Put another way, apologetics for the presuppositionalist is preaching to non-Christians and discipling to Christians. Evidences for the faith fall on deaf ears with nonbelievers, so you should simply share the gospel message with them while you draw on the faith’s facts to strengthen the belief of believers.


Evidential apologists strongly disagree with the presuppositionalist approach. They insist that non-Christians deserve to hear and can understand the case for Christianity. And when nonbelievers voice intellectual objections (real or imagined), they should receive concrete, verifiable answers that support the authenticity and authority of Christianity. We live in a world with many contradicting beliefs and claims.

If we don’t provide answers to the non-Christian’s objections, he will assume we don’t have any answers, so he’ll seek religious truth elsewhere. Too much is at stake to allow this to happen, especially when we have the evidential resources to provide adequate answers to honest questions.

Presuppositional vs. Evidential Apologetics





Assumes God exists

Offers evidence for the existence of God

Assumes Bible true

Offers evidence for the reliability of the Bible

Holy Spirit convicts and convinces people of the truth only through the Bible and personal testimony

Holy Spirit also convicts and convinces people of the truth through extra-biblical evidences

Evangelizes by appealing only to the Bible; does not attempt to overcome objections to Christianity

Evangelizes by also appealing to extra-biblical evidences; seeks to overcome objections to convince nonbelievers of gospel’s truthfulness


You can probably already tell which approach I side with. Though one can find dedicated, thoughtful Christians on each side of this debate, the evidentialist approach has a much longer track record in church history, and I think it has several advantages over the presuppositional approach. Indeed, I have found the evidential approach much more dependable and most likely to bear fruit in witnessing situations. Let me explain.

The presuppositional view takes the steam out of evangelism. If non-Christians really are unwilling or even unable to understand revealed truth, then when they ask us questions, we should say, “Sorry, I cannot answer your questions. You just have to accept Christianity on ‘faith,’ and later, if God wishes, you will just know in your heart that it is true. Even if I gave you an answer now, you will still not believe the truth of Christianity.”

A consistent presuppositionalist must respond this way. Put yourself in the place of the non-Christian who already doubts the authenticity of Christianity. How would you respond to the presuppositionalist? Would you find his answer satisfactory? Not likely. And why should you? If someone told you to accept a view different from Christianity and to embrace it on faith with no evidence, would you? Christianity would see few converts on the presuppositionalist approach.

Another problem with this position is that it assumes the Holy Spirit is unable to minister and convict through Christian evidences. It limits God to working only subjectively in the lives of unbelievers. This is absurd, unbiblical, and contrary to reality. Many Christians contribute their ultimate acceptance of Jesus as Lord and Savior to objective means such as unpleasant circumstances in their lives, Christian literature other than the Bible, the testimonies of others, and even the presentation of confirming factual evidence.4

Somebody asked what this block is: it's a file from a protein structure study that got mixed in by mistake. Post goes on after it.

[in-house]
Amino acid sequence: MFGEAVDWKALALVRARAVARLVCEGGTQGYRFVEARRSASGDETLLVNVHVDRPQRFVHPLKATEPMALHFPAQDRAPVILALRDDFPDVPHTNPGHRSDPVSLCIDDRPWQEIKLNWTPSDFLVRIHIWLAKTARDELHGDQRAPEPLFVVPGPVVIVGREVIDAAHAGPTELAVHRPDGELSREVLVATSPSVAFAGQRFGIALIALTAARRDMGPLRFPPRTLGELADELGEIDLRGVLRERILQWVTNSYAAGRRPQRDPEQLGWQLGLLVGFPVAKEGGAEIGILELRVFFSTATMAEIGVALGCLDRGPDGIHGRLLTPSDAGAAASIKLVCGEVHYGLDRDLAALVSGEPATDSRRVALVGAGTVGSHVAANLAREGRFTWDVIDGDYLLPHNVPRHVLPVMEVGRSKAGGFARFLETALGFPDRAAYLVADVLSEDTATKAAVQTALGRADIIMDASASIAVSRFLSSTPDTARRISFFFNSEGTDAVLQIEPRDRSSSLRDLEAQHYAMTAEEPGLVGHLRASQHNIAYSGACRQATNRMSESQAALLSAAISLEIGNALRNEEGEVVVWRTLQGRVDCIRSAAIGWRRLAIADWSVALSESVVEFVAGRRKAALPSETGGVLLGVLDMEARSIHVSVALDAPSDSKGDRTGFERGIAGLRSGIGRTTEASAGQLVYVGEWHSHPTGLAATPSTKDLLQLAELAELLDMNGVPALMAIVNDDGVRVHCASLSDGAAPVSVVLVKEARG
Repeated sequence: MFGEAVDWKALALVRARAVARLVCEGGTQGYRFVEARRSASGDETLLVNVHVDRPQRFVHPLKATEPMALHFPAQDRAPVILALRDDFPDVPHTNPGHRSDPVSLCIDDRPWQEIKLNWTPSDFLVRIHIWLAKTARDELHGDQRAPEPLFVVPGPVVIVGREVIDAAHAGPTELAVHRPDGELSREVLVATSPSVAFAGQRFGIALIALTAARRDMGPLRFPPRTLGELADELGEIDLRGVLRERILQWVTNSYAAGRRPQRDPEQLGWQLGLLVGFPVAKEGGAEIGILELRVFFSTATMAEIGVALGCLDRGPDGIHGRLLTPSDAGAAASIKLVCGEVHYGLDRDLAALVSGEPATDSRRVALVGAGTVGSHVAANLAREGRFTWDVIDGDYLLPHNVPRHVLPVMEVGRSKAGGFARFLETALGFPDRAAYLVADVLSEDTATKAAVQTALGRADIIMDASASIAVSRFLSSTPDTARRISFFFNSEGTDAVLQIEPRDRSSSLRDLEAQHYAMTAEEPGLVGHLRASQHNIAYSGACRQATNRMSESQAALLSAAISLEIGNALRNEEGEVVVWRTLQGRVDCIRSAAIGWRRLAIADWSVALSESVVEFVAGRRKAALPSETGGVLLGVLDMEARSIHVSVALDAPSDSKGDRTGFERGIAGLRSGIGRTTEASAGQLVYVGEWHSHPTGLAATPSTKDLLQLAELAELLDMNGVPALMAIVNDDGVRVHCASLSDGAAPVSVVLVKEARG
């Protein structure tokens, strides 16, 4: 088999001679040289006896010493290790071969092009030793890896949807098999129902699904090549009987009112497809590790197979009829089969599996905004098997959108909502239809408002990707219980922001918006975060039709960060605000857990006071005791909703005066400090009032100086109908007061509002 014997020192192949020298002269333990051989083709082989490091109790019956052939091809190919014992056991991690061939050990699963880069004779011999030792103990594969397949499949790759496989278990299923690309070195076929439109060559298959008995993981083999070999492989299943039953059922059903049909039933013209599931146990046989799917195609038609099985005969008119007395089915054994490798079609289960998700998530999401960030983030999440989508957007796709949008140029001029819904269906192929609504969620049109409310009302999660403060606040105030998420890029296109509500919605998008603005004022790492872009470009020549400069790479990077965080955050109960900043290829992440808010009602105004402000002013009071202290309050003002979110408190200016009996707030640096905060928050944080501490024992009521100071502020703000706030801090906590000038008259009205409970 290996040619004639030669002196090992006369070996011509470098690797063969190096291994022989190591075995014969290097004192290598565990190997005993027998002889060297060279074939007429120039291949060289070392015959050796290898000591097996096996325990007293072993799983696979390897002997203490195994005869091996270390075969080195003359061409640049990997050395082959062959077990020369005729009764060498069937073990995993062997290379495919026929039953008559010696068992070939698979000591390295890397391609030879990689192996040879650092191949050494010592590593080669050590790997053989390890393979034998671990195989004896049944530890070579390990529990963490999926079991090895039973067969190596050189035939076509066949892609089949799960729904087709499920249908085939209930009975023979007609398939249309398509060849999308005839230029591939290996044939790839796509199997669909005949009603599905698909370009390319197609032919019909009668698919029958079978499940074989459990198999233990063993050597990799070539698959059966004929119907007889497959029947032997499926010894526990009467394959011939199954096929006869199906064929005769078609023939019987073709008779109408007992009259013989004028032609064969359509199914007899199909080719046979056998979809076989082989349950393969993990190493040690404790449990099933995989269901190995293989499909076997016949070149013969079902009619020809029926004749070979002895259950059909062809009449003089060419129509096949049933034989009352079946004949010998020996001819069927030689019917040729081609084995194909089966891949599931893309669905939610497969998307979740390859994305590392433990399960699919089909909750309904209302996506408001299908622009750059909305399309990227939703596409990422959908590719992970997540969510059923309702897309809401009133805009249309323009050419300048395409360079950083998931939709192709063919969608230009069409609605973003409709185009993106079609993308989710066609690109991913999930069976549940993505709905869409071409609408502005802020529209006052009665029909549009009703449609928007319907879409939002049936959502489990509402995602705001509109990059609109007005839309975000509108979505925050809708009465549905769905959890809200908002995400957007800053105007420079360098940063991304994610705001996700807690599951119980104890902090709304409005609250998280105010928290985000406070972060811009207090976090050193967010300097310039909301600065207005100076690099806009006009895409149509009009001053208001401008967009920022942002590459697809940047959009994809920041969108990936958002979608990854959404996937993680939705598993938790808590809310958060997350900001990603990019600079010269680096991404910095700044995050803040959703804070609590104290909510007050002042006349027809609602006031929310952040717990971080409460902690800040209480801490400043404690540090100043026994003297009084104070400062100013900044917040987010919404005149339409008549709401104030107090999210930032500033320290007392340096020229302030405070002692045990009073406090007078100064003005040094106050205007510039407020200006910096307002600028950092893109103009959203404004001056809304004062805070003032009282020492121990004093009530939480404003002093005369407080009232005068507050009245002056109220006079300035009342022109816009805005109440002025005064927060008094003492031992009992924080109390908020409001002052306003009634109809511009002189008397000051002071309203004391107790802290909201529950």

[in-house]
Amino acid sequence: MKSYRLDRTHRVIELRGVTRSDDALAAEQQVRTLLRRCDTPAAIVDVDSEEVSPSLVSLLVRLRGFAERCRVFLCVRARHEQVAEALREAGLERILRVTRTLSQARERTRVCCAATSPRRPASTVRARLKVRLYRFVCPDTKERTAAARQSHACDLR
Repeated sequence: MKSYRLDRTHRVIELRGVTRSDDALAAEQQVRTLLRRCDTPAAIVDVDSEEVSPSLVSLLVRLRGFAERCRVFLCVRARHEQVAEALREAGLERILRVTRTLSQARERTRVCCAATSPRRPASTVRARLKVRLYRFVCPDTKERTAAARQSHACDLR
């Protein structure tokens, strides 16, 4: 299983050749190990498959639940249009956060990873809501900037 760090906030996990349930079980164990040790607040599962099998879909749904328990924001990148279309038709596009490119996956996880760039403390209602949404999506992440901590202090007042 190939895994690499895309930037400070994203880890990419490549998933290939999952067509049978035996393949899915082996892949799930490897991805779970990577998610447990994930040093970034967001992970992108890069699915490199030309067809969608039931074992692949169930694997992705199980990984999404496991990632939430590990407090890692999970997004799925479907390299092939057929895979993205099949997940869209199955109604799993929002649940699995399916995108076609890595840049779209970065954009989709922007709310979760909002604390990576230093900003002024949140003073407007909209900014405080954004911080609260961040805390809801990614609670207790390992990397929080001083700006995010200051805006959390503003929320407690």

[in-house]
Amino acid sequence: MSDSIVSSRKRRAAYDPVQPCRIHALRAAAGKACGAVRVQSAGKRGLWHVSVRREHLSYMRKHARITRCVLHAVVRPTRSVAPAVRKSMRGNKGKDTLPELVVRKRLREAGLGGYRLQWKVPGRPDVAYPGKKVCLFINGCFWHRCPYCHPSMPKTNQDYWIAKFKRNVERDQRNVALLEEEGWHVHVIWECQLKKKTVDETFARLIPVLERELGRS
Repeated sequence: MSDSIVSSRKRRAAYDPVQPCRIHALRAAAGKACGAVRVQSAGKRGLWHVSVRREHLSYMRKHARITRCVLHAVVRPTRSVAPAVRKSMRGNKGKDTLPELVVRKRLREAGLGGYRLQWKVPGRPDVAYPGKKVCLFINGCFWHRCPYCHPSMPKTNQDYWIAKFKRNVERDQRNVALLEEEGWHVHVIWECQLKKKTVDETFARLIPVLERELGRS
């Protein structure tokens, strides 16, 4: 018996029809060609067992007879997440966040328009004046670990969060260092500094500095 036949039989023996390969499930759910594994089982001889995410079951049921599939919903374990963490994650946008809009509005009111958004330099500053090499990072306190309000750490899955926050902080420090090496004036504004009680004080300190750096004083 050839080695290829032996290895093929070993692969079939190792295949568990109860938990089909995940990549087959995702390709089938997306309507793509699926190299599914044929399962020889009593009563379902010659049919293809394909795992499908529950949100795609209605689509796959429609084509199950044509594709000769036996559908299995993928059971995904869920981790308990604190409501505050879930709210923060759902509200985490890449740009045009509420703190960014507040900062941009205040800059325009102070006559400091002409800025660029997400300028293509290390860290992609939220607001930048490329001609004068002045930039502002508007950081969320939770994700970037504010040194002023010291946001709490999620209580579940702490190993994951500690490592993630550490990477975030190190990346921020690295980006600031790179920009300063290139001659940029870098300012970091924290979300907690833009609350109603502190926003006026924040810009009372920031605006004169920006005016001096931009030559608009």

Moreover, the writers of Scripture commonly used evidential apologetic methods with non-Christians, as we will soon see. Although we’ll look in detail at the role of the Holy Spirit in apologetics shortly, it seems clear enough that He uses a vast variety of means to bring people to salvation, and that variety mix includes objective evidence.

One other serious problem with presuppositionalism is that it can be turned against itself. If I presuppose God exists, and I ask you to presuppose that too, what’s to keep you from saying, “Well I presuppose that God does not exist, and I think you should presuppose that also. In fact, I think Christianity is a man-made religion and the Bible is a mythical book. Why should I—or, for that matter, you—presuppose differently?” That’s a great question. And if I was a presuppositionalist, I could give no reason against accepting your position.

You see, simply because you or I claim something is true doesn’t make it so. Presuppositions don’t justify or authenticate themselves anymore than you can lift yourself into the air without outside help. Presuppositions need outside help too and that must come in the form of supporting evidence—reasons to accept them as true. Without such help, we have no way to determine which presuppositions are correct. Let me put this another way.

Because we live in a world that embraces a profusion of opposing world views, people have an incredible smorgasbord of options. When religious convictions clash—when contradicting beliefs all declare to reflect divine truth—logic says that only one side can be right. But which set of beliefs should someone accept? Without any clear, objective way of choosing, we might throw up our arms in despair and reject all religions, believing that there is no way to intelligently discern which, if any, really is true.

Or we might arbitrarily choose one, or even sample several options to try and discover what we like best. But then truth would be abandoned in favor of personal preference. Our only real hope is to have some way of examining the qualifications of the various contenders to determine which religion can validate its claims. Presuppositionalism can’t provide that criteria, but evidentialism can.